Blogs & Opinion


Ed Robinson:

Old and the restless

Age catches up with us all... even the Executioner!

Ed Robinson Posted 17th October 2011 view comments

Ed Robinson is Sky boxing's roving and ringside reporter, one of the most respected faces in the domestic game.

Every week Ed heads out and about to talk to the men making the news in and out of the ring and now he will be bringing us a behind-the-scenes blog here on skysports.com.

From world champions to amateur wannabes looking at London 2012, he will be bringing you regular updates from the world of boxing...

Monday, October 17th

So I'm 40 in a few day's time and with the date looming far too fast, I've obviously been thinking about the whole ageing process.

Catching up: Ed interviews his old Fitzroy Lodge mate, David Haye

Catching up: Ed interviews his old Fitzroy Lodge mate, David Haye

This week's schedule hasn't really helped me get the subject off my mind. On Thursday David Haye retired as he promised he would, on his 31st birthday. As with his entire career he did it on his own terms, with an informal press meeting at his South London gym.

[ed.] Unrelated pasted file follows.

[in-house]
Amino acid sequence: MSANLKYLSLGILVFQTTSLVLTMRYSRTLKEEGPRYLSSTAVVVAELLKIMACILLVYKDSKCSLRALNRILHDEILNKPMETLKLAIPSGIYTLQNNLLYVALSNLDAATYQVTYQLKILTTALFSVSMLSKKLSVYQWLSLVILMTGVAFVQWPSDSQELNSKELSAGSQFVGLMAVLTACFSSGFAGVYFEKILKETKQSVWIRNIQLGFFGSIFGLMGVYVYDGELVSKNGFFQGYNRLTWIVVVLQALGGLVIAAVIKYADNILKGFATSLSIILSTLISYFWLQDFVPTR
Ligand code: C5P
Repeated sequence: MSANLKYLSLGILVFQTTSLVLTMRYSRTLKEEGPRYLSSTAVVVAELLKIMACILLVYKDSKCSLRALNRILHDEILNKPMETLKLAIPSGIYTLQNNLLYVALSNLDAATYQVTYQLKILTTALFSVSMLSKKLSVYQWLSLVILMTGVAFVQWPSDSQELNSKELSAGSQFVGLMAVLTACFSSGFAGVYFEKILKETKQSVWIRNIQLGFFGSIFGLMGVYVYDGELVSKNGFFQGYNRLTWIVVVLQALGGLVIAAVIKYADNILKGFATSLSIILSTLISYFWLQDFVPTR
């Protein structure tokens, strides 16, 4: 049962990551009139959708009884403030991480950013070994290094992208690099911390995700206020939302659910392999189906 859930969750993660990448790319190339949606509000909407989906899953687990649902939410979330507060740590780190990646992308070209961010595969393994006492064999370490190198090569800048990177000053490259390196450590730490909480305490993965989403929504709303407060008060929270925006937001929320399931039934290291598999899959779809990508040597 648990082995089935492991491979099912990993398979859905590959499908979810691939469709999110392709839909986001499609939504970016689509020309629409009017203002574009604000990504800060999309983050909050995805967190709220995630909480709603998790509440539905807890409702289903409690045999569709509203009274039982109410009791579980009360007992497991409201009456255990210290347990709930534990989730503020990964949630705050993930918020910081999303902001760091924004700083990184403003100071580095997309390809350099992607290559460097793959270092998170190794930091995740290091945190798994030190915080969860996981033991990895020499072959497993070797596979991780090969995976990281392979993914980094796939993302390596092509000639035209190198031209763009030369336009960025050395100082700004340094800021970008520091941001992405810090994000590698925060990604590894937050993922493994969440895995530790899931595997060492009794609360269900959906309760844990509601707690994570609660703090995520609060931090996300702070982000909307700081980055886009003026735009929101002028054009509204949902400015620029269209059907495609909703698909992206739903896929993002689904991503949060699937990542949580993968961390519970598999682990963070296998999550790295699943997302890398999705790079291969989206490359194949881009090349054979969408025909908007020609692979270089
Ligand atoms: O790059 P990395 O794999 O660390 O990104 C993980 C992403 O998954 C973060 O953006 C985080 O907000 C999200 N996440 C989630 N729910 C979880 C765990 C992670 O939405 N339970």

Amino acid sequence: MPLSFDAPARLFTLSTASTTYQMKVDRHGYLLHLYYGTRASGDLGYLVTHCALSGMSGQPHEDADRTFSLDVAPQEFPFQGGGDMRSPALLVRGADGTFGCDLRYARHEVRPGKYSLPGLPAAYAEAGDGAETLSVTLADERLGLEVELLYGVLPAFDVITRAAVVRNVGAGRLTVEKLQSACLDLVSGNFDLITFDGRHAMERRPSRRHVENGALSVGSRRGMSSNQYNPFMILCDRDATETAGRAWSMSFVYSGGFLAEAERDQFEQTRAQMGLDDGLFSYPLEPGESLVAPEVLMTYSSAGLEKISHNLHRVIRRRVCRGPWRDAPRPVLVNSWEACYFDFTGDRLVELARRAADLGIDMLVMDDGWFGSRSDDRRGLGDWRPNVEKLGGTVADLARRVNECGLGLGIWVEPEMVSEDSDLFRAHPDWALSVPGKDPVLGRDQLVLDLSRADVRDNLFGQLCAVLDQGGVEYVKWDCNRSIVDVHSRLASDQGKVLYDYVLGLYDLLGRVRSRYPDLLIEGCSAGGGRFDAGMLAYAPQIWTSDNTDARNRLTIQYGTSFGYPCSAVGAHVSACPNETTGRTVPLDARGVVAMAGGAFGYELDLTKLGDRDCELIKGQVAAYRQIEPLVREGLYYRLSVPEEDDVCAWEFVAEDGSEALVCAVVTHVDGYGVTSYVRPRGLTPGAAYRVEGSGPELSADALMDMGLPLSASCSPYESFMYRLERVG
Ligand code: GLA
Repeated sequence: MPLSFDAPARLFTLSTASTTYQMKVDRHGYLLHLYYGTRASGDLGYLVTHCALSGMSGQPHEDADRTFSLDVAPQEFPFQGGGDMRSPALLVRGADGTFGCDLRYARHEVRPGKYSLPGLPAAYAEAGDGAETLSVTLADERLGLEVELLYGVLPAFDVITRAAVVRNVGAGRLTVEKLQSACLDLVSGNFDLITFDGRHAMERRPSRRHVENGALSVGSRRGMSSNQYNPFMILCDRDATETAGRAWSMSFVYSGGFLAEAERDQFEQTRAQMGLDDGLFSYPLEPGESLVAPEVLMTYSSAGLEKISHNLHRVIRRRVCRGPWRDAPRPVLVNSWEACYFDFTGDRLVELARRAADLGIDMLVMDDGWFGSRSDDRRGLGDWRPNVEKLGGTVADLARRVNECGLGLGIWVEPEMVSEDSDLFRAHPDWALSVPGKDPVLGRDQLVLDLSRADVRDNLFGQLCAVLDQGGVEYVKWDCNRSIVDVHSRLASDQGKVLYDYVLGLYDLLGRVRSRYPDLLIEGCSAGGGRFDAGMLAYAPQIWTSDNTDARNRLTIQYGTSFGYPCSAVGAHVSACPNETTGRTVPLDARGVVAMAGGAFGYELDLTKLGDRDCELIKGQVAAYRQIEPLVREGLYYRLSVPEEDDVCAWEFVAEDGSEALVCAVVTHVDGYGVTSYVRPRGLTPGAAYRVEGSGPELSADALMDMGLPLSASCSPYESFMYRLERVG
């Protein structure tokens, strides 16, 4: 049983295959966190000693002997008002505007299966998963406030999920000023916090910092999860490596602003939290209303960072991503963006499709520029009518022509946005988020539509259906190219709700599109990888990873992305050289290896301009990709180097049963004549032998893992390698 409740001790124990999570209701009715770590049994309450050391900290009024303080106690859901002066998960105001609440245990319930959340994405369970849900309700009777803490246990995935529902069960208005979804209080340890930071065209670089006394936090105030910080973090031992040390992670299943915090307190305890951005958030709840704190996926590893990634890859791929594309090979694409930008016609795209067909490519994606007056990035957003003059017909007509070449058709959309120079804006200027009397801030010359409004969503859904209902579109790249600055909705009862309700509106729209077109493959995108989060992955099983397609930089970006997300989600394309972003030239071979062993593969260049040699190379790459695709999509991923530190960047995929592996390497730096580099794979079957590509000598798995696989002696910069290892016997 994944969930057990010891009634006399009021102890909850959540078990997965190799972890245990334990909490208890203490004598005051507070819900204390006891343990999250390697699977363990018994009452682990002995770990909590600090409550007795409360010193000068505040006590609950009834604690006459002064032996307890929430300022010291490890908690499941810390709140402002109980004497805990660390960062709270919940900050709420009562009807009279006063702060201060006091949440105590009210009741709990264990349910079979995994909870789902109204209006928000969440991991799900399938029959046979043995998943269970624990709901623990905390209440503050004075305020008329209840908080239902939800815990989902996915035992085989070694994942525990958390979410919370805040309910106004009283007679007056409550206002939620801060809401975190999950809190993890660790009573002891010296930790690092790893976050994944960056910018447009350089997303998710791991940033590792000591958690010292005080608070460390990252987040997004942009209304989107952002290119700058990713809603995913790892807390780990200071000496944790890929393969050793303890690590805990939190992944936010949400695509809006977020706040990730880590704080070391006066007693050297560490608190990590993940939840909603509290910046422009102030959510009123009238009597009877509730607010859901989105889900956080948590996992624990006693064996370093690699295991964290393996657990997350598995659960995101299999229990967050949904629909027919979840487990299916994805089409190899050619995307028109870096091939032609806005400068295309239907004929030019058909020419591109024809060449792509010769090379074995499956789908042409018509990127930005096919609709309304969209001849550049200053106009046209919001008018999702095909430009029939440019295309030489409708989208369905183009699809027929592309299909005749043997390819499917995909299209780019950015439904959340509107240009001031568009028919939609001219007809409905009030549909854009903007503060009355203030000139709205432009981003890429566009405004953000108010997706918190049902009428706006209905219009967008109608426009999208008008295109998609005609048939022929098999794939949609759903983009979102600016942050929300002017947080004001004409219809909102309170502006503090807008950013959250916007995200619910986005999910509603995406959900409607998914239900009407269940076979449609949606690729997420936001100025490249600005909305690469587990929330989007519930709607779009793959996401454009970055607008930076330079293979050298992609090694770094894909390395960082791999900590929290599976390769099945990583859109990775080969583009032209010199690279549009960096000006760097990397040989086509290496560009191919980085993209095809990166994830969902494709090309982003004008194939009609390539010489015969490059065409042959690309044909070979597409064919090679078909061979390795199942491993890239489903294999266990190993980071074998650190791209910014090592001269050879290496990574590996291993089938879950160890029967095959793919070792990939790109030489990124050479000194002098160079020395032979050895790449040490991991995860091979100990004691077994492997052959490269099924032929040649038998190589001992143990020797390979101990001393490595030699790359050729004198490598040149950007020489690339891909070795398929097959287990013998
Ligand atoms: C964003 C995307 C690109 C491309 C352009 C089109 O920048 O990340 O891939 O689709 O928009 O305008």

He arrived early and went straight into the little office to get his hair done. An hour later a member of the team distributed a statement and then David casually joined everyone and did a series of one-on-one interviews. He seemed content and relaxed if not entirely convincing - many still suspect that he'll be lured back if Vitali Klitschko makes him a decent offer.

It's not easy to accept that you are too old to do what has defined you, particularly if you still have something to prove and particularly if you have the pride and ego of a champion fighter. If defeat - and some would say a humiliating one - is eating away at David he was hiding it well this week.

Ed Robinson
Quotes of the week

It's not easy to accept that you are too old to do what has defined you, particularly if you still have something to prove and particularly if you have the pride and ego of a champion fighter. If defeat - and some would say a humiliating one - is eating away at David he was hiding it well this week. But to my mind if you have millions in the bank you crave what money can't buy - and that's the respect and adulation he had before that wet night in Hamburg when he failed to back up his brash words.